Students at a medical college in Thailand have been caught using spy cameras linked to smartwatches to cheat during exams. They used wireless spycams in eyeglasses to capture exam questions, transmit them to associates elsewhere and receive responses through linked smartwatches.
But the entrance exam in question was cancelled after the plot was discovered and Arthit Ourairat, the rector of Rangsit University, posted pictures of the hi-tech cheating equipment on his Facebook page.
The cheating attempt has already been compared to Hollywood’s classic spy dramas but it shows how easily such high-tech devices are available to those who seek to gain an unfair advantage in educational pursuits.
Unfortunately, it’s a problem that will only get worse when devices such as smartglasses become cheaper and more readily available.
Smartglasses such as Google Glass have the capability to take photos, send information and also display information on the lens itself, eliminating the need to connect to a smartwatch.
It was around this time last year that universities globally started banning, or at least exploring a ban on, smartwatches in exams.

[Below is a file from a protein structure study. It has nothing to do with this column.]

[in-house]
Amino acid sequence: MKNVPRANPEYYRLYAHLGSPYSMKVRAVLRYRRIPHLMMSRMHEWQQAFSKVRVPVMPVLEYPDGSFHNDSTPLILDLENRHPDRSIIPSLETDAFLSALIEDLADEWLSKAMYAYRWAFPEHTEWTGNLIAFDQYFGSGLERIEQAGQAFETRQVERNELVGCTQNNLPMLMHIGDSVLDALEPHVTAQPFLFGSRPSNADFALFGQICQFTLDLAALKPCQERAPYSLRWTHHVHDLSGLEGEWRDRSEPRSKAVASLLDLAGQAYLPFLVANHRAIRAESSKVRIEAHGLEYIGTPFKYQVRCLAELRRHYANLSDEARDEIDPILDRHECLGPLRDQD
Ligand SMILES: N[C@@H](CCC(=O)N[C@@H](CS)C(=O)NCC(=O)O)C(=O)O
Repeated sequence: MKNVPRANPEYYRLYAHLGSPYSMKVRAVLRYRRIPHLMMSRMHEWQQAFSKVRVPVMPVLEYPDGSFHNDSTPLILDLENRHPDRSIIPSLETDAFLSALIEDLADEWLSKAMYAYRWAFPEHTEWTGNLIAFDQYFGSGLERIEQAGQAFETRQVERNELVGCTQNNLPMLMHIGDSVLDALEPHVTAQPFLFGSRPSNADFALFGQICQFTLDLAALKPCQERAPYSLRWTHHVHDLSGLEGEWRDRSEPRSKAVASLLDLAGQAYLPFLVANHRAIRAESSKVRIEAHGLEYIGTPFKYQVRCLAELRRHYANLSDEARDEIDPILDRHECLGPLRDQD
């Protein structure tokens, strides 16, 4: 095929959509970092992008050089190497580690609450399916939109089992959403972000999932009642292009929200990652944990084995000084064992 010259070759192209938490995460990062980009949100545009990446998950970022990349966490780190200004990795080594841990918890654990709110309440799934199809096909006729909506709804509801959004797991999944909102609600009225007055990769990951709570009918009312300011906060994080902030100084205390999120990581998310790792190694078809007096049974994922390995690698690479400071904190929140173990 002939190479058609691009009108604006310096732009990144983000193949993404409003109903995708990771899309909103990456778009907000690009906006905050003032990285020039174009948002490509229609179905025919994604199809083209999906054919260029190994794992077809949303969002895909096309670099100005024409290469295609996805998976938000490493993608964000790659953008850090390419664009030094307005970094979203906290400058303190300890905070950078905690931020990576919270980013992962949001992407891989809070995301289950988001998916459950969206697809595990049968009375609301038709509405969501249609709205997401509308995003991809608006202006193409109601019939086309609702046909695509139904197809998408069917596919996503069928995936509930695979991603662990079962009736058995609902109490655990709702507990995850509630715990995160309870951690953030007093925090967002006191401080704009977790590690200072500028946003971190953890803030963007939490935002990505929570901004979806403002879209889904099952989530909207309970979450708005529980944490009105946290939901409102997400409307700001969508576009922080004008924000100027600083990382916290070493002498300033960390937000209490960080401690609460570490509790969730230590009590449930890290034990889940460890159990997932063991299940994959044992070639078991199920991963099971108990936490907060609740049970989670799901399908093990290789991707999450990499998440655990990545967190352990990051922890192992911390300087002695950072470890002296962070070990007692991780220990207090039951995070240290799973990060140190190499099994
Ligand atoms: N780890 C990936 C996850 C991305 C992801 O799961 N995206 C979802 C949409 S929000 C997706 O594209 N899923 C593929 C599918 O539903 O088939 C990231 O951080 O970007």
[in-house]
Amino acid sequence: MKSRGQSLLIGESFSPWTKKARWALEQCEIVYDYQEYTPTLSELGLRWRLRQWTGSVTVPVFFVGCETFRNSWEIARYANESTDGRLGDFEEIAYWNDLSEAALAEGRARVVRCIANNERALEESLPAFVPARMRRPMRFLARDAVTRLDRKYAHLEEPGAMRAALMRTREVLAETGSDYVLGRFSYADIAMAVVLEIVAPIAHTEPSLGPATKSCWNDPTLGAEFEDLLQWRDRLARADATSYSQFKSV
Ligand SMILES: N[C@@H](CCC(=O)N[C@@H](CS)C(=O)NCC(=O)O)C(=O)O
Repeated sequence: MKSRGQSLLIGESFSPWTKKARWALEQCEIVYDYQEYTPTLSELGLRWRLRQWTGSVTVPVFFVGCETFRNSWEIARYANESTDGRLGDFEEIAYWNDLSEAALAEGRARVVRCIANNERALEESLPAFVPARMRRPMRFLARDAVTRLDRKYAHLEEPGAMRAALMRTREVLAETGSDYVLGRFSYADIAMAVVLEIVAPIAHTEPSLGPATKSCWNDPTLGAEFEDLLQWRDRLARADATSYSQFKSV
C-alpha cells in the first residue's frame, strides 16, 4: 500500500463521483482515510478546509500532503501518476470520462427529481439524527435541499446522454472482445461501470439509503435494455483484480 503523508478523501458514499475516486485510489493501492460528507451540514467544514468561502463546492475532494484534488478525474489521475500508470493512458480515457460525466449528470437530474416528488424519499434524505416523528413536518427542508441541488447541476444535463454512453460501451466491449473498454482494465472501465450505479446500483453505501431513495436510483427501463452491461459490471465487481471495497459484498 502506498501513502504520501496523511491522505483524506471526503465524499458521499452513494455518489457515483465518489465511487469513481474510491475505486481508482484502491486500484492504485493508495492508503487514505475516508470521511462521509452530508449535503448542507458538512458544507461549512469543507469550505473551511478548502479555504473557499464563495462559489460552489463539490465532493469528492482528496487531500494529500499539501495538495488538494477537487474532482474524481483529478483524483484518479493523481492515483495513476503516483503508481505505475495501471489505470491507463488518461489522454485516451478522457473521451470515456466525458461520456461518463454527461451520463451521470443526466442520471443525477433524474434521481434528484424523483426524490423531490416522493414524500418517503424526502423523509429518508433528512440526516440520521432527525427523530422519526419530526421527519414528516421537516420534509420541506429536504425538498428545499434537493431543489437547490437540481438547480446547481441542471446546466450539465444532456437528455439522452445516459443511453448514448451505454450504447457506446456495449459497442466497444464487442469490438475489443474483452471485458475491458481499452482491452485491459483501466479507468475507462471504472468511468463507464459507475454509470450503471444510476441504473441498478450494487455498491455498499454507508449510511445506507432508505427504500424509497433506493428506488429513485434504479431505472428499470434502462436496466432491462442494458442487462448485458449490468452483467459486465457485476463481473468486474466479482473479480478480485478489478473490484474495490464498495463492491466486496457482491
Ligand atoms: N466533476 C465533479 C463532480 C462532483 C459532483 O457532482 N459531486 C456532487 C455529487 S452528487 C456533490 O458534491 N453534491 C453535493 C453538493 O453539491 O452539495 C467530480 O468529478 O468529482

Smartwatches are considered an aid to cheating in exams because they give easy access to stored text and images, language translation, mathematical calculations and internet access.
Subsequent bans on smartwatches were also introduced by school boards for Year 12 exams in Australia.
But a blanket ban on all watches – traditional or smart – could be on the horizon, especially because it is difficult and impractical for exam invigilators to differentiate between the two in an exam environment.
It’s not just smartwatches we need to worry about. A plethora of hi-tech cheating gadgets exist that would also not look out of place in a James Bond or Mission Impossible film.
These are devices such as special glasses with a built-in transmitter and a separate wireless earpiece, aimed at establishing a two-way secretive audio communication between people during exams.